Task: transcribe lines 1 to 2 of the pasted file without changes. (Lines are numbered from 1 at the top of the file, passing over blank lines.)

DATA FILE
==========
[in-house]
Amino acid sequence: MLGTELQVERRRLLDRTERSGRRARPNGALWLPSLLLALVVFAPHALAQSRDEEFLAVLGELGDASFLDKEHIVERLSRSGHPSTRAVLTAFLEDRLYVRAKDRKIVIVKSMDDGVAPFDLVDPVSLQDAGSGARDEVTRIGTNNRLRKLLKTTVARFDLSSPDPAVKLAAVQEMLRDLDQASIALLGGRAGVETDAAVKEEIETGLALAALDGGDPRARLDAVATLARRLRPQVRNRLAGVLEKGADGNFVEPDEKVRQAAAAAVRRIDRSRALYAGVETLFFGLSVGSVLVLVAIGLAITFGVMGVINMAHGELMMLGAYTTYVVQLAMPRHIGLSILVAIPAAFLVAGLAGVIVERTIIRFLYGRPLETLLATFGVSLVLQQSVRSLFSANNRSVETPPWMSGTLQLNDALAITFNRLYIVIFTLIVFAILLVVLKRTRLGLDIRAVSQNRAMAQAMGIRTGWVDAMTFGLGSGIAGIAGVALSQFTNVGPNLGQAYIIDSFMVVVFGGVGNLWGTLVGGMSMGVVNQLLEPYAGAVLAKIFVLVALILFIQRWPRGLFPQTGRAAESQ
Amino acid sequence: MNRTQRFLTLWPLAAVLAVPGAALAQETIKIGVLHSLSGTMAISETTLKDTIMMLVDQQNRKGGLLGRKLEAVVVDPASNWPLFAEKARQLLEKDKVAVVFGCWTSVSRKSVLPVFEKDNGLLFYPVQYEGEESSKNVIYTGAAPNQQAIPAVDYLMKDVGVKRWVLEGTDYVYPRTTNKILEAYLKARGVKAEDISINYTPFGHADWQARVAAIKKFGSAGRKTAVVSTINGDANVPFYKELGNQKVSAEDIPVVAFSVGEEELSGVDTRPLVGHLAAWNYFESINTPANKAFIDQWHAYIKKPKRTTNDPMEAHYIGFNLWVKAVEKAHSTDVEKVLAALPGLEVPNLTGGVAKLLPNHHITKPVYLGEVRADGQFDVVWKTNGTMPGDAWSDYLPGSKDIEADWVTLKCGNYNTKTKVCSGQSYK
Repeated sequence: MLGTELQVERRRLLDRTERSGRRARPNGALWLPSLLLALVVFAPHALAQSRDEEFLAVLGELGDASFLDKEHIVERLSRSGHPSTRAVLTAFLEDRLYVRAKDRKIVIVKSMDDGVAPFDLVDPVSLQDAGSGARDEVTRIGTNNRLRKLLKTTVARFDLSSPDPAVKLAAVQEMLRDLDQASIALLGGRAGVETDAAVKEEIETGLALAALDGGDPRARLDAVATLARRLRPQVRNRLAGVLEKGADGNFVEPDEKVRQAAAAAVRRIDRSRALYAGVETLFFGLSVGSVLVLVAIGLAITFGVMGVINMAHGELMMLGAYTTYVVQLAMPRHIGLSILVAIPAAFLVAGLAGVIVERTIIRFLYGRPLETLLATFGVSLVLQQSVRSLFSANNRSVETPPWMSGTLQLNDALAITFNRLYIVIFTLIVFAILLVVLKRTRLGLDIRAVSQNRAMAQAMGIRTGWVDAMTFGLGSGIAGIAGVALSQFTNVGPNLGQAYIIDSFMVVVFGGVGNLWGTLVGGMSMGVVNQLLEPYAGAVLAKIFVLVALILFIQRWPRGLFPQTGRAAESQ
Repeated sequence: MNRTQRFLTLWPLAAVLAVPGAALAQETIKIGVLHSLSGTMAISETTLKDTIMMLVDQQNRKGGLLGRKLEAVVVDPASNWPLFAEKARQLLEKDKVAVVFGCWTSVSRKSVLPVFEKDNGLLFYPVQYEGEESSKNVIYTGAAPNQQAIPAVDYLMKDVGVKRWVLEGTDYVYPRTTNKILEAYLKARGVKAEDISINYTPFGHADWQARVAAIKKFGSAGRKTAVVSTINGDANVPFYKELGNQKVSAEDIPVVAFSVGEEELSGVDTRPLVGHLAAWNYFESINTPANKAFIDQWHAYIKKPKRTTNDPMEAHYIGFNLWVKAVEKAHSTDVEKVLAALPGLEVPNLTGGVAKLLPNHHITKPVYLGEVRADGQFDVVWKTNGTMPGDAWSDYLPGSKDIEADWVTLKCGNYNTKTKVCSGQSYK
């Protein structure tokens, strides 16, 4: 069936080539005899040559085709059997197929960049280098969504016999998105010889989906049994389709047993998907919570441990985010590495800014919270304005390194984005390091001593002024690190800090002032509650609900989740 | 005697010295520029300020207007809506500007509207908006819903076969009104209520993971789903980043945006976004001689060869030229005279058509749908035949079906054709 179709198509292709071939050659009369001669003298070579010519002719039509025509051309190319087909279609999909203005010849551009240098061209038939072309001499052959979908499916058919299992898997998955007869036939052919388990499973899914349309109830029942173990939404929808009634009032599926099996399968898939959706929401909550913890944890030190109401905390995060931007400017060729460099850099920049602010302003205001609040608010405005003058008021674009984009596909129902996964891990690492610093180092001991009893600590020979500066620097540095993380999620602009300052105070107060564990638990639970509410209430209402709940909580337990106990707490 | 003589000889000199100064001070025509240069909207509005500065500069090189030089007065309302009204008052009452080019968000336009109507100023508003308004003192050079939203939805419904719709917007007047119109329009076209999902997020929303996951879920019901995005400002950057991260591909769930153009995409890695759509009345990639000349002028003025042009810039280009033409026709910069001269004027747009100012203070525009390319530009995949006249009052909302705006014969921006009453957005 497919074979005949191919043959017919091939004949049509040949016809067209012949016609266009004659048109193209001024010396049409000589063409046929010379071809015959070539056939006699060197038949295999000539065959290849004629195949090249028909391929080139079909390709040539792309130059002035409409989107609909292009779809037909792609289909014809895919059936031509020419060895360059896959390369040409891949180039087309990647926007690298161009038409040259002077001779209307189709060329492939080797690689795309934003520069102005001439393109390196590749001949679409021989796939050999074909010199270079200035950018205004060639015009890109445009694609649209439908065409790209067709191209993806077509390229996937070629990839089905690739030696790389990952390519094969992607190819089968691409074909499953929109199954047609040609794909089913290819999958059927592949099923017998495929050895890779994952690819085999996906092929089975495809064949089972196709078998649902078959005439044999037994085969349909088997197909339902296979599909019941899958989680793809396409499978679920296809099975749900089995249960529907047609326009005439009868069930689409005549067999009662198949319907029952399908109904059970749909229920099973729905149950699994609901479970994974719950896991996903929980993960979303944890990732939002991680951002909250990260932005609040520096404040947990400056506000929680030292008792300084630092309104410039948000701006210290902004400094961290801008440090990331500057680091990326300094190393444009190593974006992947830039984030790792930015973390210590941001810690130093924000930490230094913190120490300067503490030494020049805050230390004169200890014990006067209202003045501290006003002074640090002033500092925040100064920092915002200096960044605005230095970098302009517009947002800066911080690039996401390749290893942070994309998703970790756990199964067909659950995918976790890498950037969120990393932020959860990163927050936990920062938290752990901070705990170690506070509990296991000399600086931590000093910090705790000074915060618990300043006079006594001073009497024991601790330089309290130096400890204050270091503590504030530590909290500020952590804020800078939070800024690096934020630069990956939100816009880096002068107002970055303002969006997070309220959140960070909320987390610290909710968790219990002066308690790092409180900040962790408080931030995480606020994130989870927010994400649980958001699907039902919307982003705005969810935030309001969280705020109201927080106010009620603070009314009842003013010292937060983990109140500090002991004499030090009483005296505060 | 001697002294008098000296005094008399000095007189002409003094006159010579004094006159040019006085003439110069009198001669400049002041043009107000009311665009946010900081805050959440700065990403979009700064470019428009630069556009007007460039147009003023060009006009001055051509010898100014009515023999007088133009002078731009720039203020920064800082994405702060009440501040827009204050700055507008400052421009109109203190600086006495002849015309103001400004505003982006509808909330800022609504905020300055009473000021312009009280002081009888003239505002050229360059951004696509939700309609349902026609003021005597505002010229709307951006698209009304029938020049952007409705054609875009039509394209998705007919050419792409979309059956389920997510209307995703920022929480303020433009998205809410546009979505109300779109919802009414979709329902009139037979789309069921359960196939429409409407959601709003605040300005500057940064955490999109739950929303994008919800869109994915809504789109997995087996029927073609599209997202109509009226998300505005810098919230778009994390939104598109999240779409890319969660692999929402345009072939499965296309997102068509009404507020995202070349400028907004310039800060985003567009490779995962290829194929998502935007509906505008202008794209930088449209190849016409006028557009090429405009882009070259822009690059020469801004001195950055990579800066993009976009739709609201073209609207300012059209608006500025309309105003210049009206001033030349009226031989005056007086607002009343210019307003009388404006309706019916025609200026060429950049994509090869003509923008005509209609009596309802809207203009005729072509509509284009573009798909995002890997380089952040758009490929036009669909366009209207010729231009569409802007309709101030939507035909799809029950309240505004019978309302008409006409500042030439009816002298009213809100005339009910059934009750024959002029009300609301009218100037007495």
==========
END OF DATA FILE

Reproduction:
[in-house]
Amino acid sequence: MLGTELQVERRRLLDRTERSGRRARPNGALWLPSLLLALVVFAPHALAQSRDEEFLAVLGELGDASFLDKEHIVERLSRSGHPSTRAVLTAFLEDRLYVRAKDRKIVIVKSMDDGVAPFDLVDPVSLQDAGSGARDEVTRIGTNNRLRKLLKTTVARFDLSSPDPAVKLAAVQEMLRDLDQASIALLGGRAGVETDAAVKEEIETGLALAALDGGDPRARLDAVATLARRLRPQVRNRLAGVLEKGADGNFVEPDEKVRQAAAAAVRRIDRSRALYAGVETLFFGLSVGSVLVLVAIGLAITFGVMGVINMAHGELMMLGAYTTYVVQLAMPRHIGLSILVAIPAAFLVAGLAGVIVERTIIRFLYGRPLETLLATFGVSLVLQQSVRSLFSANNRSVETPPWMSGTLQLNDALAITFNRLYIVIFTLIVFAILLVVLKRTRLGLDIRAVSQNRAMAQAMGIRTGWVDAMTFGLGSGIAGIAGVALSQFTNVGPNLGQAYIIDSFMVVVFGGVGNLWGTLVGGMSMGVVNQLLEPYAGAVLAKIFVLVALILFIQRWPRGLFPQTGRAAESQ